"The house has a garden."
Translation:Υπάρχει ένας κήπος στο σπίτι.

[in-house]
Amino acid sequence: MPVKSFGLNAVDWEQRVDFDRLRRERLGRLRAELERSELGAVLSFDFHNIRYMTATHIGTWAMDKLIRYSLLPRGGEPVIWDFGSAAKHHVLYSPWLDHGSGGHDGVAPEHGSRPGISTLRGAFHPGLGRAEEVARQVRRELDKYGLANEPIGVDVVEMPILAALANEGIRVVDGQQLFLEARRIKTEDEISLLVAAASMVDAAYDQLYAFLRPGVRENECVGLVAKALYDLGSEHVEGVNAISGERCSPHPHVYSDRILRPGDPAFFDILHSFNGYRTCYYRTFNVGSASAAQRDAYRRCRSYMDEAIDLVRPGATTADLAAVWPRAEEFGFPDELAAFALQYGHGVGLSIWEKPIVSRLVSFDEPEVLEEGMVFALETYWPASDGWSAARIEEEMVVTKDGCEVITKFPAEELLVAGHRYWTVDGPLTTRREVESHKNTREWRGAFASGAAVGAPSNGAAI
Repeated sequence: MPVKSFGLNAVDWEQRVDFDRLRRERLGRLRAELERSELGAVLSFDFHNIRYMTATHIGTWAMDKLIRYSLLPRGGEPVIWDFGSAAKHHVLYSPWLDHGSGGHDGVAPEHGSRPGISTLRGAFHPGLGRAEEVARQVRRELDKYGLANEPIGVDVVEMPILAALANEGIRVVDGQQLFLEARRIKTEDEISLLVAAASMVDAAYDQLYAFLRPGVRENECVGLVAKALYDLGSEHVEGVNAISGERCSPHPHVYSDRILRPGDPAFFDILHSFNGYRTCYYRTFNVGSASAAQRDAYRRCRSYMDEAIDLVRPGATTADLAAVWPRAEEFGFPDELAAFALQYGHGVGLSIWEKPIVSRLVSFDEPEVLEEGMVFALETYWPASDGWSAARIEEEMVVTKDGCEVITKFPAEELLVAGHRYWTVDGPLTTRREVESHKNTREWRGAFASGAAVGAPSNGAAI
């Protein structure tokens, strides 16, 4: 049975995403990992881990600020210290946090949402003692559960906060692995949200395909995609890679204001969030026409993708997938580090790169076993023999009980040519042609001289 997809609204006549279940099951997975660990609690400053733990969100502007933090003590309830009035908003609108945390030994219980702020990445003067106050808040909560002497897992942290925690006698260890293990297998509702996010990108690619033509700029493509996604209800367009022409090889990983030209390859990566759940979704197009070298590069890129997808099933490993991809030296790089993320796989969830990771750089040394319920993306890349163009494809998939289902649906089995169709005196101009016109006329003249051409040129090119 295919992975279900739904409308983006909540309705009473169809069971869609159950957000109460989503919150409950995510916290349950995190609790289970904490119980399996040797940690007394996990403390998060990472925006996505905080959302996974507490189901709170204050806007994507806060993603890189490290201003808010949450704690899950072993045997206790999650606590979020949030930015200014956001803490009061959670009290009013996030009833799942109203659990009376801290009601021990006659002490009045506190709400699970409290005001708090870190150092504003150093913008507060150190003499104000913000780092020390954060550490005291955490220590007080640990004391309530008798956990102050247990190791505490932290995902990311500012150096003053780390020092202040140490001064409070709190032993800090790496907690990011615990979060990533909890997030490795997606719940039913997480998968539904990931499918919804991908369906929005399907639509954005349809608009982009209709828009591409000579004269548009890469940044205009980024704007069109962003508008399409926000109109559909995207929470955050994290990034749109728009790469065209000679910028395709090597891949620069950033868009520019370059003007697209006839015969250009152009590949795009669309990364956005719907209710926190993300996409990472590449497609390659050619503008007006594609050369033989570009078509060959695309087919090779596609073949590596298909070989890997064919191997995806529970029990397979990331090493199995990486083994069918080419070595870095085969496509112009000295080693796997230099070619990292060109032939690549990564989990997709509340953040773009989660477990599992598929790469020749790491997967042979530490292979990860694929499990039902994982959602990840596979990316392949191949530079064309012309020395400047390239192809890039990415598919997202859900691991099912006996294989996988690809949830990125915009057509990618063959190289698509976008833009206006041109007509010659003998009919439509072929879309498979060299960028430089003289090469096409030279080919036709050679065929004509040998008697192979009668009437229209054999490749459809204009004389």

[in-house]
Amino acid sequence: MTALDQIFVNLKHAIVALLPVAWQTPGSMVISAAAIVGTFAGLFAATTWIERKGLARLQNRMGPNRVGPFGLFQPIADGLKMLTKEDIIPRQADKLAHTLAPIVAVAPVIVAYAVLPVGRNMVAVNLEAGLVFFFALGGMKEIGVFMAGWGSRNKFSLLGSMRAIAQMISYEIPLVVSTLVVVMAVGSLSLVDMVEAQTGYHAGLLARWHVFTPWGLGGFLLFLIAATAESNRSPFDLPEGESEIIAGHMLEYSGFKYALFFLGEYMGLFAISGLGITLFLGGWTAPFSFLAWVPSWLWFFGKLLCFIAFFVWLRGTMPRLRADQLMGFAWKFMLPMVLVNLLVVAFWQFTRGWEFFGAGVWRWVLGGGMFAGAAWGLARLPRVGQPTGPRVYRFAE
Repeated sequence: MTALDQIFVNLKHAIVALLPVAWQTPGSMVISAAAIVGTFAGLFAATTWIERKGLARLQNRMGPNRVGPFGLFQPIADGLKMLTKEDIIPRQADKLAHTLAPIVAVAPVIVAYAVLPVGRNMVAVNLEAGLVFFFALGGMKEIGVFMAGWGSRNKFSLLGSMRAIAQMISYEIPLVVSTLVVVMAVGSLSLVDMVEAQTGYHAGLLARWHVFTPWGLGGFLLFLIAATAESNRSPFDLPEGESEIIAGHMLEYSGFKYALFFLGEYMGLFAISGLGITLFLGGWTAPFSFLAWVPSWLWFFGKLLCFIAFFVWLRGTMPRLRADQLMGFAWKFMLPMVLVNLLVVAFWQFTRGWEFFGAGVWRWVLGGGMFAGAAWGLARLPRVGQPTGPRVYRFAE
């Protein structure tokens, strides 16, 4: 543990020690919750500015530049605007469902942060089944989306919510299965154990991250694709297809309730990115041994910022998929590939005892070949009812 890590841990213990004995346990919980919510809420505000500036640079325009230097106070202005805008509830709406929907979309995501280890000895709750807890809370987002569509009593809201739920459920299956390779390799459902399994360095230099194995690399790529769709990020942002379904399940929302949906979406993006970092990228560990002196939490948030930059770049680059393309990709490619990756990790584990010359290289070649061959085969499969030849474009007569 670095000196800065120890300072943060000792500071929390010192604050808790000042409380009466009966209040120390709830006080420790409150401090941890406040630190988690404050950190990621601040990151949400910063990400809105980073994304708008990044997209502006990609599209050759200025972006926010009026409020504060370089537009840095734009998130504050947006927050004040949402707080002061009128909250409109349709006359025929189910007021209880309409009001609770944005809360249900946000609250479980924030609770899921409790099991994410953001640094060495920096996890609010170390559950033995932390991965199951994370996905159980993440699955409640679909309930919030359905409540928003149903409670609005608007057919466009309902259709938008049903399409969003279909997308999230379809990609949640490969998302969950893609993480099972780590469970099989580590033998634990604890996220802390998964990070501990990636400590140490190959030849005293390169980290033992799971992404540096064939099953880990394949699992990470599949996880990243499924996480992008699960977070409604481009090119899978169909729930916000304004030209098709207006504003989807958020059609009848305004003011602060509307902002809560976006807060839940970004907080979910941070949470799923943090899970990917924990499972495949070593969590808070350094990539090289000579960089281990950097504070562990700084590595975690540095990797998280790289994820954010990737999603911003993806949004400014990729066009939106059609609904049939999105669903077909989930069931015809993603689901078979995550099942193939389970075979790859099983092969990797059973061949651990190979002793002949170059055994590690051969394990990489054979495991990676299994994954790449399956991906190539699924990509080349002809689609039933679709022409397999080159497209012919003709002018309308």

I'll give this a try but we'll need corroboration from a moderator. I think if one uses έχω then it's ok to drop the indefinite article, as in έχω πονοκέφαλο, "I have a headache," but if you want to emphasize how bad the headache is, then the article can indicate it, έχω ένα πονοκέφαλο, "I've got a [bad] headache." With υπάρχει, in colloquial speech the indefinite article is probably normally used in this case and to omit it might sound katharevousa because ancient Gk didn't have an indefinite article, which is to say that spoken demotic (everyday Gk) nowadays uses the indefinite article in more situations. Source: Mackridge, The Modern Gk Language (Oxford, 1985) 6.1.2 (pp. 198ff). He writes (202): "In journalistic and official writing an effort is often made, under the influence of katharevousa, to omit the indefinite article in contexts in which it would appear in ordinary speech." However, a lot has changed since the 1980s, so maybe in 2019 that is no longer the case.